NewsLocal News


As Texas doctors refuse patients without vaccinations, lawmakers consider bill that would force them to

measles vaccine
Posted at 3:16 PM, Apr 26, 2019
and last updated 2019-04-29 14:55:14-04

GROESBECK, TX — As the debate over vaccinations rages on... some doctors have begun taking a stand.

In fact, you'll find some of them in Central Texas.

A Limestone County doctor, will only see patients who've had their shots, while at the same time, Texas lawmakers have also become involved in the debate.

Dog groomer Tina Ary sees every day how vaccines keep our pets healthy, so she's always made sure her children get their shots, too.

"I've raised two children that are in their mid 30s, and now I'm raising a granddaughter and we don't skip a vaccine," said Ary.

In recent years, lots of parents have skipped important vaccines to prevent diseases like measles, tuberculosis and other fatal diseases.

It's gotten so bad that doctors, like family practitioner Kody Yerger of Groesbeck, have taken action.

Yerger and other doctors won't see patients who haven't had their shots.

"If they're not going to listen to me about that, then why should I believe they're going to listen to me about any medications I recommend," explained Yerger.

But, lawmakers in Austin have also started listening.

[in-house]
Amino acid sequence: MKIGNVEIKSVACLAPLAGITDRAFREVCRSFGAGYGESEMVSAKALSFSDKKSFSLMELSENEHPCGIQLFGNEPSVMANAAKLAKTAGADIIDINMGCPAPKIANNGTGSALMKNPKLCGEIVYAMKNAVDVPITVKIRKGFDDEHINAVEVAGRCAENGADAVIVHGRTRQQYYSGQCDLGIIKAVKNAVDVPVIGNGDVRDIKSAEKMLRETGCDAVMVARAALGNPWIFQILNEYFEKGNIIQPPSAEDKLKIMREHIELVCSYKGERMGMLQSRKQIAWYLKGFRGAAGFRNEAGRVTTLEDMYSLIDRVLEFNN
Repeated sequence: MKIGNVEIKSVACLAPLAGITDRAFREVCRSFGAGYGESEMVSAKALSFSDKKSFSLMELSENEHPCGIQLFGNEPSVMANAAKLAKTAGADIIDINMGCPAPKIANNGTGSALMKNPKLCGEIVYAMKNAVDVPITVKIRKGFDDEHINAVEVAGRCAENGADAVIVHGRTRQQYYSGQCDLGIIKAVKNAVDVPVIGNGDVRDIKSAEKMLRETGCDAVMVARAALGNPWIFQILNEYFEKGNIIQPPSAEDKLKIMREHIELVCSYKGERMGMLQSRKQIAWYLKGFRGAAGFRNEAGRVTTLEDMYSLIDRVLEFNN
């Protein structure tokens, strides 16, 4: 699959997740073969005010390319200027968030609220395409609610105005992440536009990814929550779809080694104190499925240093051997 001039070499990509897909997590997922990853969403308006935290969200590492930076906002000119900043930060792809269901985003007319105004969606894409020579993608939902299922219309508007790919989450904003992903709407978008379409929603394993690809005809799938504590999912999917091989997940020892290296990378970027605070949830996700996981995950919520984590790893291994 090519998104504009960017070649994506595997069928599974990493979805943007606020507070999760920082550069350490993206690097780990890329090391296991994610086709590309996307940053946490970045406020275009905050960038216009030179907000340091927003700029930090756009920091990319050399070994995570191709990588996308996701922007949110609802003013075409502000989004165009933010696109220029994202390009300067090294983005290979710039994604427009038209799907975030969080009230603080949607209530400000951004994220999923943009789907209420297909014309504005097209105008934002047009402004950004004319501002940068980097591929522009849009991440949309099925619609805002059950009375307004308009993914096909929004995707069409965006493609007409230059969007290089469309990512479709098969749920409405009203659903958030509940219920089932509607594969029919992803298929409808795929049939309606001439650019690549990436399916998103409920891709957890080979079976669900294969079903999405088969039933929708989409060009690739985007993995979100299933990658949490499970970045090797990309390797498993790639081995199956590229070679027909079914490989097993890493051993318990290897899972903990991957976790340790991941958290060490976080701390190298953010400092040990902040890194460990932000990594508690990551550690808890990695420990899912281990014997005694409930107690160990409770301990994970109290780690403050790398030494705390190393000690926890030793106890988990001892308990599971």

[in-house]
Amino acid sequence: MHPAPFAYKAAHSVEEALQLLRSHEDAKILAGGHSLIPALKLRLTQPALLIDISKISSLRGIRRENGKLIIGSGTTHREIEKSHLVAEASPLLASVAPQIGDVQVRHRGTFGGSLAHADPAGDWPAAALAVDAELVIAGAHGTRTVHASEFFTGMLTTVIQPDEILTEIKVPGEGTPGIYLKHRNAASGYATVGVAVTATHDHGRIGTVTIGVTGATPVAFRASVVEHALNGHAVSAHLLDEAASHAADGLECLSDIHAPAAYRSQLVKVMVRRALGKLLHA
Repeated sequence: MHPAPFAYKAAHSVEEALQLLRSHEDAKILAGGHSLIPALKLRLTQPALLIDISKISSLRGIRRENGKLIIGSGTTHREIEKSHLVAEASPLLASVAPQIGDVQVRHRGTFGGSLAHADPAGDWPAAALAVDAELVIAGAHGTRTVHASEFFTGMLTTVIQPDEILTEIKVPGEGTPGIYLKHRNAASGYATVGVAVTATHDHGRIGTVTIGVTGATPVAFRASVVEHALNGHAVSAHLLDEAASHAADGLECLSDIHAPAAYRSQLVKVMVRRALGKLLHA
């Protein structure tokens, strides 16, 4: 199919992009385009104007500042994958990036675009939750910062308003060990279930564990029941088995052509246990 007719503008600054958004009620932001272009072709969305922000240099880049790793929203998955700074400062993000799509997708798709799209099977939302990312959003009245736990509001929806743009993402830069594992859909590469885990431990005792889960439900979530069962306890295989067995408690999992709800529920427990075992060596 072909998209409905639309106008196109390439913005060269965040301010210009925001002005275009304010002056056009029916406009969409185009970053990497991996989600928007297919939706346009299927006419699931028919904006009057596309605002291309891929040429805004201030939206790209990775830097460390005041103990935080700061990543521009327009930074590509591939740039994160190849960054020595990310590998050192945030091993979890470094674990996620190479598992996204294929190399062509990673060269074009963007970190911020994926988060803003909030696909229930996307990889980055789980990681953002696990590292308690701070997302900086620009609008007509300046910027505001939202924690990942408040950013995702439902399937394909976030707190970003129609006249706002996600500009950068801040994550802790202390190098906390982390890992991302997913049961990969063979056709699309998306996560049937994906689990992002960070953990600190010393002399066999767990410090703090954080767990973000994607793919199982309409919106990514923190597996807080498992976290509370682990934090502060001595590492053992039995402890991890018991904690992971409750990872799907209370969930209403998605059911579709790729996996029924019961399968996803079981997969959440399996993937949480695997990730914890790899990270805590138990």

This week, Texas lawmakers took up Senate Bill 2351 that would make it illegal for doctors to refuse treatment to people who haven't had their vaccinations.

Texas keeps computerized records of who's had their shots, but the registry is voluntary.

Yerger says a theory of "Herd immunity" has protected us for years, but it's beginning to break down.

"Having a majority of patients immunized protects those that aren't. But as you get more and more patients that aren't vaccinated, that theory starts to fall apart. And you getting these pockets of infectious places,” he said.

Those pockets keep popping up around the country.

Two colleges in California, including UCLA, recently quarantined several students exposed to measles.

Ary doesn't need a doctor or a lawmaker to remind her of the importance of vaccines.

She has one word for those who skip their shots.

"I think it's crazy. They need their vaccines. I mean, I would not want to go through measles, oh that would be just heart-wrenching," she said.

She says why suffer, when permanent relief is just a shot away.

Yerger points out that unvaccinated people put others at risk, such as the very young and the very old, who often have undeveloped or weakened immune systems.